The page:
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Coalition 'closing in on win'

November 20, 2007 09:14am

Article from: AAP

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THE COALITION is closing in on Labor in the final week of the campaign and can still win a tight election, former Liberal Party campaign director Lynton Crosby said.

Mr Crosby said Labor's primary vote, according to opinion polls, was five points down from a month ago.

"If I had my old hat on I'd like a 10-point lead but given where the Government's at, it is tough but it is closing and there's still a significant proportion of people it appears who haven't yet made up their mind," he told ABC radio today.

"In that sense it's heading in the right direction. Whether it's fast enough is the issue.

The latest Newspoll, published in The Australian today, shows the coalition eight points behind Labor on a two-party preferred basis. The result maintains a year-long voter-intention trend.

"What this (latest Newspoll) doesn't tell you is the impact in individual seats because it's only generic party vote (that) doesn't raise the issue of candidate names," Mr Crosby said.

"There are a lot of strong incumbents out there."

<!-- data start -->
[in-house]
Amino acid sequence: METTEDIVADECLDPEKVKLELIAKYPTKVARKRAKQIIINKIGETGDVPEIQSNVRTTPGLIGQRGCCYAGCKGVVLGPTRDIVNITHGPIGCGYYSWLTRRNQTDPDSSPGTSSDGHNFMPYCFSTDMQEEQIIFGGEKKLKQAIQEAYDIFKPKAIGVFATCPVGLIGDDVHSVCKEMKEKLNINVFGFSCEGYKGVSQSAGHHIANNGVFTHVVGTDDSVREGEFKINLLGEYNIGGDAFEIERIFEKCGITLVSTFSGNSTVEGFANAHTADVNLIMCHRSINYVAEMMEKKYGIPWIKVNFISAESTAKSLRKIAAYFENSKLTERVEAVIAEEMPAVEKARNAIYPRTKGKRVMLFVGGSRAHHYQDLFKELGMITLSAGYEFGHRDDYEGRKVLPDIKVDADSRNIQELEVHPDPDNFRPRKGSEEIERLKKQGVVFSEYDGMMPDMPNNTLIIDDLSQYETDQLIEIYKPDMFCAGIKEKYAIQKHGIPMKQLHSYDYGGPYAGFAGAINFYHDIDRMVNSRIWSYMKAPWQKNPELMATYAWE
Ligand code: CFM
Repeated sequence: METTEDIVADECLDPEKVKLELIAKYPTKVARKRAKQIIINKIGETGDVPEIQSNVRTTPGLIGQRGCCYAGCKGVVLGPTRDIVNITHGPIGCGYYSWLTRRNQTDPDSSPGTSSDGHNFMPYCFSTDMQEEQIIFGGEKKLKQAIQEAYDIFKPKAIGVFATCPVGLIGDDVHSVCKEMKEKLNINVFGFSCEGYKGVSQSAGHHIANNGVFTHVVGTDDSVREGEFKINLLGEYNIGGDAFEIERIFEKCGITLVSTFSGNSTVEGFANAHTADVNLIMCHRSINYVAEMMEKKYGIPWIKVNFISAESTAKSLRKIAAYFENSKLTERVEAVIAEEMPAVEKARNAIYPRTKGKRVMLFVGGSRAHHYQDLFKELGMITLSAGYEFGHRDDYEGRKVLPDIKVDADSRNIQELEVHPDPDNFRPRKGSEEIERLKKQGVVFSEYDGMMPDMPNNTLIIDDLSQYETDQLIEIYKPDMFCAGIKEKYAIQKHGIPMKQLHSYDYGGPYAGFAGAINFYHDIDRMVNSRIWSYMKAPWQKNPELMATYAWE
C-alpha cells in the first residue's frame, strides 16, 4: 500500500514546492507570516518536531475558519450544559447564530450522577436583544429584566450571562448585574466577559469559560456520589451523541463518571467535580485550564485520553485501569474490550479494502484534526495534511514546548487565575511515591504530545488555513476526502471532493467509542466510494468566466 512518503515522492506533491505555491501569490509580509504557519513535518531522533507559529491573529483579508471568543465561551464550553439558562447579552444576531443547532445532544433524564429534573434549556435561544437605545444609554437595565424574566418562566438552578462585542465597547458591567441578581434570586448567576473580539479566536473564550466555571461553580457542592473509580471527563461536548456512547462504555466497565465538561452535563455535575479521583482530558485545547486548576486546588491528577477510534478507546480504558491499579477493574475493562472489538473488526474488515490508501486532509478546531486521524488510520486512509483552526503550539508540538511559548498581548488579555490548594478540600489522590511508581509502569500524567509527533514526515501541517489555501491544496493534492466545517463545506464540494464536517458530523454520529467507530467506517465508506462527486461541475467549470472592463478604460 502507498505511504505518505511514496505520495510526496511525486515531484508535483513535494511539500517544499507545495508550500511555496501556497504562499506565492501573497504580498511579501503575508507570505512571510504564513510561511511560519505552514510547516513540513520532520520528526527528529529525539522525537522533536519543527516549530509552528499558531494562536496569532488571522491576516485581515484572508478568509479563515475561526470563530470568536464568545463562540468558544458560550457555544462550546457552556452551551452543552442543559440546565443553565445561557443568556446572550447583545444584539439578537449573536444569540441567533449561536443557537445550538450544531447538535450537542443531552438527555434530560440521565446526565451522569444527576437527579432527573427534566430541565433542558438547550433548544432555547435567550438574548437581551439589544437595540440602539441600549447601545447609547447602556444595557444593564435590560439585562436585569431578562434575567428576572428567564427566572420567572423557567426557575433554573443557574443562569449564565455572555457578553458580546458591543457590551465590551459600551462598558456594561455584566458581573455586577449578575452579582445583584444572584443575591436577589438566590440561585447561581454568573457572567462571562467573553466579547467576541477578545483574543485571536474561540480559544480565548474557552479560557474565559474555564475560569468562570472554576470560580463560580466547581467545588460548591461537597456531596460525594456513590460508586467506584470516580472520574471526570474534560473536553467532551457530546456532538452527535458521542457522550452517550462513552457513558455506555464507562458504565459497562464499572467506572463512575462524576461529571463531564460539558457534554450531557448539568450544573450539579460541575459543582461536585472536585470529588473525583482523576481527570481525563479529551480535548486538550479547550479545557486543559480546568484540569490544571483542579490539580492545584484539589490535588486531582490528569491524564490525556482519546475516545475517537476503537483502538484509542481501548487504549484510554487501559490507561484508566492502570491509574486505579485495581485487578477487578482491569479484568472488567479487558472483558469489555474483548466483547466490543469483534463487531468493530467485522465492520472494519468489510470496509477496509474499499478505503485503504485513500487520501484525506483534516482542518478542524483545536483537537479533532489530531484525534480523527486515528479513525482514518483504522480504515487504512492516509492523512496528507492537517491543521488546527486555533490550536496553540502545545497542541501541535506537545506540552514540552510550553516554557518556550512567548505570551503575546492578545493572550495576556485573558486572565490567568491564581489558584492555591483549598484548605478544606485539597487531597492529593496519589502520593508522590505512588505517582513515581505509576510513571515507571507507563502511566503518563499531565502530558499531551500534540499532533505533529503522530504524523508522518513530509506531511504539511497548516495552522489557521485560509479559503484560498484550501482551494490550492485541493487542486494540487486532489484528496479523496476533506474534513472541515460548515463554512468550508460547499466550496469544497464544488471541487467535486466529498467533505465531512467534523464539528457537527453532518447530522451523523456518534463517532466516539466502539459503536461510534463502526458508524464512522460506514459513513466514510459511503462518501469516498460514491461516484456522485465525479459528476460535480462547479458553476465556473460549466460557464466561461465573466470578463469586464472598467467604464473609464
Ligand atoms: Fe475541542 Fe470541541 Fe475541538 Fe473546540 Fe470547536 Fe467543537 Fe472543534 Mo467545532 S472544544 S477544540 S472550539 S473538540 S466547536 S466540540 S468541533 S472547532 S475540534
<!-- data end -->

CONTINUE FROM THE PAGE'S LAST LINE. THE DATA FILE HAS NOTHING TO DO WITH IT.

Mr Crosby said the coalition had run a good campaign.

"The Government's paid campaign has been very much on-message and consistent and it's still running and happening," he said.

"The prime minister has again demonstrated enormous energy and capacity to get his message out.

"The coalition can win but it is going to be very tight if they do."

Michael Costello, a chief of staff to former Labor leader Kim Beazley, agrees the Government can still hang on for a win.

"I think this is going to be very tough and the Government can still win this election," he said.

"But you'd have to say that Labor, which has conducted a very good campaign, not just for the six weeks but for the whole period, is ahead of the Government which I think has remarkably, ever since January this year, especially during the campaign, just been a shambles.

"(But) if the marginal seats campaign works for the Government and they only need 48.5 per cent to win, which is possible, they may just fall over the line."

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